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This is quite easy to do with a low-level debugger, like x64dbg (for instance). Say, if I have a running native process I can attach to it, set a breakpoint, and then step through native code with it.

Is there a similar debugger but for .NET, that would allow me to do what I listed above?

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  • You can also try JetBrains Rider (it has a trial). It allows to attach to running process, decompile it and set breakpoints as well. It uses the same logic as their dotPeek tool though it might be not userfriendly to navigate through code in that way. Otherway is to decompile app through dotPeek as source project Commented Sep 20, 2022 at 20:29

2 Answers 2

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Try using https://github.com/dnSpyEx/dnSpy. It has NET decompiler, debugger and you can make changes directly in C# code, compile it and save changes into existing dll or exe module.

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  • Thanks. I tried it. Although debugging optimized .NET code is kinda tricky. The variables don't show in most cases, and the currently displayed active line in C# code is 2 or 3 lines behind where the actual execution is. Worse still there's no option to display Assembly instructions between C# lines of code to know the actual values of variables. Otherwise all you get are their names. Do you have any idea how to resolve these issues?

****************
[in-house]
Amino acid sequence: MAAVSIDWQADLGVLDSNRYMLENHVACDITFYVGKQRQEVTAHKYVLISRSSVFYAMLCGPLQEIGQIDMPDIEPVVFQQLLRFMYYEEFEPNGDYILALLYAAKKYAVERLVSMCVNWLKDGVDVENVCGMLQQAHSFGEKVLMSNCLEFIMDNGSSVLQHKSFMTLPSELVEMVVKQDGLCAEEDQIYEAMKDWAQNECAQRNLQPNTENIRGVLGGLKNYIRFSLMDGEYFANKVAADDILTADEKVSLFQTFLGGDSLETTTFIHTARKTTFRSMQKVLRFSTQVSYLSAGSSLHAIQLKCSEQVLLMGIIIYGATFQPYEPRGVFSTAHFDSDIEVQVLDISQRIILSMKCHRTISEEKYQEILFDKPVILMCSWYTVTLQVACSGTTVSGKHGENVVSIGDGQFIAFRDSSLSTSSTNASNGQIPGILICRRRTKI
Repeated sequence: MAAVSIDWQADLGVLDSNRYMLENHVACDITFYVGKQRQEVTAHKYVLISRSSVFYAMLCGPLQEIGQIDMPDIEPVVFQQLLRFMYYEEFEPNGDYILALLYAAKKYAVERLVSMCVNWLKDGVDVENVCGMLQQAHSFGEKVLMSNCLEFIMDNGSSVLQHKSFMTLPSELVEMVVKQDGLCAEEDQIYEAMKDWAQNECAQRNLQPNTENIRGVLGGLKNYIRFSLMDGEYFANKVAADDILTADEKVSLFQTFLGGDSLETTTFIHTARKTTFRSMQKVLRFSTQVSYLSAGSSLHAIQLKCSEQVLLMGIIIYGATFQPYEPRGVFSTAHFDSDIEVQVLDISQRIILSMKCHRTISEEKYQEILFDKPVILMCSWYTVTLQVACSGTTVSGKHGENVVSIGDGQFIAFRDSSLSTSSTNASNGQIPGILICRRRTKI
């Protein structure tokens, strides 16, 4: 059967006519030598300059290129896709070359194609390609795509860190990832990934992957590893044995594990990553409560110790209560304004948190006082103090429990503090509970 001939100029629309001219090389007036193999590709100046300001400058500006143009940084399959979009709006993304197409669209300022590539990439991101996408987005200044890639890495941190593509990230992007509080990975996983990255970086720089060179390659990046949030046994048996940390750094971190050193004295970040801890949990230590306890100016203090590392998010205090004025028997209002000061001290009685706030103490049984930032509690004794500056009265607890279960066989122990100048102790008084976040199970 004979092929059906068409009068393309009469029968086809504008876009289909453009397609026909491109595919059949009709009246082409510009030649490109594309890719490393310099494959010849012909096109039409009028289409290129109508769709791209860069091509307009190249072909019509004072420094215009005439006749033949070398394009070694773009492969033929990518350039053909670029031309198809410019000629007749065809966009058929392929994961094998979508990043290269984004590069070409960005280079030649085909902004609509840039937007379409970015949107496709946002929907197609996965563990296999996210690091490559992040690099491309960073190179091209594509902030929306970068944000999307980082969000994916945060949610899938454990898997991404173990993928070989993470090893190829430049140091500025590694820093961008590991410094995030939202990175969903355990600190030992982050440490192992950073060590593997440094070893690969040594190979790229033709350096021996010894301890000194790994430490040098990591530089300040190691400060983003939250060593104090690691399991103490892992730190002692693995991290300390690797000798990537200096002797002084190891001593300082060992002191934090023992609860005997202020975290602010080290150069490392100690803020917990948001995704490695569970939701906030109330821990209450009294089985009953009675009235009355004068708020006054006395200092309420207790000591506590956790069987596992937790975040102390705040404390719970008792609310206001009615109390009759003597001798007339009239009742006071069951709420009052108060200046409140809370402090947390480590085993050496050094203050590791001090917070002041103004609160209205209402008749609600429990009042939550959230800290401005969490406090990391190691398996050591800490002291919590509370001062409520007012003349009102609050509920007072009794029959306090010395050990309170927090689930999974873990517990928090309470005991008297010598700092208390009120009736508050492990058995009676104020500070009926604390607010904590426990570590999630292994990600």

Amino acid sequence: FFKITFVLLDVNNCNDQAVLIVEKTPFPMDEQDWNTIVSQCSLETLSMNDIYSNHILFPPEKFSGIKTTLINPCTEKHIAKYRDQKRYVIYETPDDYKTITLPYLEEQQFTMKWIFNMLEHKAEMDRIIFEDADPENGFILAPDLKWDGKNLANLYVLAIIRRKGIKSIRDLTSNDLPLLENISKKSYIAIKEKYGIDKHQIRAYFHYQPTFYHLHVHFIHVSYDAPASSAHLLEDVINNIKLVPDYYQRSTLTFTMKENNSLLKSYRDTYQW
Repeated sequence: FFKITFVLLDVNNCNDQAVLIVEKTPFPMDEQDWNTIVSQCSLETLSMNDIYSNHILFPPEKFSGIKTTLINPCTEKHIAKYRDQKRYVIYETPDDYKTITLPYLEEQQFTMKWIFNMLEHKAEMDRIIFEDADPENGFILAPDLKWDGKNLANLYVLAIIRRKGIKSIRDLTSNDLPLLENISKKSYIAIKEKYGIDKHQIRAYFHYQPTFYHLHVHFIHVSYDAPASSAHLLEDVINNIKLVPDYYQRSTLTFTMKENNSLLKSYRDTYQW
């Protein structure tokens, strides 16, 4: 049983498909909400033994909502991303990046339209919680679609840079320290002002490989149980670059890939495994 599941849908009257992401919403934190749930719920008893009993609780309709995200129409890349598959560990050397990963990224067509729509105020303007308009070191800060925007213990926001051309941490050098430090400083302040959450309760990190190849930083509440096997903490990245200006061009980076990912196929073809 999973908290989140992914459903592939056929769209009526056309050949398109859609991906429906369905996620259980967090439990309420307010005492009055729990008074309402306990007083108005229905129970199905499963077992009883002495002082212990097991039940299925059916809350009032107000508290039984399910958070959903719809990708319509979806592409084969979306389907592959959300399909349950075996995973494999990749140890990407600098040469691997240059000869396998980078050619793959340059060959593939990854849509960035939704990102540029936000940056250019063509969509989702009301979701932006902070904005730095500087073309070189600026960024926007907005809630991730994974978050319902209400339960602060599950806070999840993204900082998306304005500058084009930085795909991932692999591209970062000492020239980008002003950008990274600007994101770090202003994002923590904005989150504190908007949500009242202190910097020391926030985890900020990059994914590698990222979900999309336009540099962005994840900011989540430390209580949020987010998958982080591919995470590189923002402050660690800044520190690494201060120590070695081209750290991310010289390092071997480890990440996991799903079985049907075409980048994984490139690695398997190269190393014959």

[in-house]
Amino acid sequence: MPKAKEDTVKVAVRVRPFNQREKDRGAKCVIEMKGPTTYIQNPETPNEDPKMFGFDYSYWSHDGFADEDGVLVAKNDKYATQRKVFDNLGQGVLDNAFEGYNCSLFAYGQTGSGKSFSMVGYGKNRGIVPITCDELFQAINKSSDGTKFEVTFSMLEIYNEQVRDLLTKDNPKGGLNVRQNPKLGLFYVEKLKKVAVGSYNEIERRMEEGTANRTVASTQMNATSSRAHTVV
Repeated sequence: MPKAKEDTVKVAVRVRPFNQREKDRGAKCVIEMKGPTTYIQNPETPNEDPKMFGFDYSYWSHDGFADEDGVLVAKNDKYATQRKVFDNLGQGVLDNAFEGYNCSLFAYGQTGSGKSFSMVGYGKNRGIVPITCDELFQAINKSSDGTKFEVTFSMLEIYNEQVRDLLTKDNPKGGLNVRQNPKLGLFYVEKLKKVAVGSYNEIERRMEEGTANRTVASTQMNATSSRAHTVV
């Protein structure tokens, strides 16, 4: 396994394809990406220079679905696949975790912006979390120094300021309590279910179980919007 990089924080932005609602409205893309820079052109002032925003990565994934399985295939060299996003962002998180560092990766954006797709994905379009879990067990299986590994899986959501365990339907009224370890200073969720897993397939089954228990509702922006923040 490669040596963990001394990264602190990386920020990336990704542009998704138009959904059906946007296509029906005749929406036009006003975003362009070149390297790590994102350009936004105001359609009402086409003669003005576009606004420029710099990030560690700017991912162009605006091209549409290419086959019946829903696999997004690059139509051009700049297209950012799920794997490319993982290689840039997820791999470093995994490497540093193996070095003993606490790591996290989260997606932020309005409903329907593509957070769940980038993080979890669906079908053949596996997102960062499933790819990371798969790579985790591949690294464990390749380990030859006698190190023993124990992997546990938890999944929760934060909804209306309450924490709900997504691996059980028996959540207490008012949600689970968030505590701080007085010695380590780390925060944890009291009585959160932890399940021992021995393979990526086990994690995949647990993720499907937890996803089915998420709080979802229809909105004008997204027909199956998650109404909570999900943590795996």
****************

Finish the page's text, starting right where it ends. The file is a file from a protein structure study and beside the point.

– c00000fd
    Commented Sep 19, 2022 at 9:39
  • For dealing with issues like "cannot see this variable value because it has been optimized away", I have used this switch, stackoverflow.com/a/279593/1001395 (in a .ini file of the same name like the assembly you are debugging, ie System.Data.dll.ini) Commented Sep 21, 2022 at 22:39
  • @FernandoGonzalezSanchez hmm, that is really interesting. Although I am not sure if it would work. The process I am trying to debug is linked against *.ni.dll assemblies (native images), as in C:\Windows\assembly\NativeImages_v4.0.30319_64\Microsoft.Df7c88f51#\7f6d8ef6224b79741cbfa39fe91b6702\Microsoft.Data.Mashup.ProviderCommon.ni.dll. Where would I apply that registry setting then?
    – c00000fd
    Commented Sep 22, 2022 at 14:18
  • Interesting, haven't tried with NGEN images, but this doc suggest it can work too learn.microsoft.com/en-us/dotnet/framework/debug-trace-profile/… Commented Sep 23, 2022 at 0:07
  • Also provided more details on options to disassemble on the fly in my answer reverseengineering.stackexchange.com/a/30908/11551 (I used a lot RedGate Reflector in that past that way). Commented Sep 23, 2022 at 0:10
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In Visual Studio (not Visual Studio Code), go to menu Debug -> "Attach to Process", pick up the process from the list. Now you can press "pause" / "Break All" in Visual Studio to suspend all process threads and start debugging them.

This works regardless of if the process is written in C++ or .NET.

Visual Studio will show the stack trace and even source code if available. (In .NET even if source code is not available if you have installed a plugin for Visual Studio like Redgate Reflector Pro or https://github.com/icsharpcode/ILSpy).

For debugging a service process, you have to wait until the execution enters your program, you cannot attach a debugger during the SCM execution. The simplest way to do this is to add an blind loop to your code and once attached, exit the loop with the debugger (by changing the value of the sentinel variable) like

   int i = 0;
   while (i == 0) {
     i++;
     i--;
   }

For dealing with issues like "cannot see this variable value because it has been optimized away" you can disable CLR optimizations, I have used this switch (AllowOptimize), see stackoverflow.com/a/279593/1001395 (in a .ini file of the same name like the assembly you are debugging, ie System.Data.dll.ini) <= this works in .NET classic.

[.NET Framework Debugging Control]
GenerateTrackingInfo=1
AllowOptimize=0

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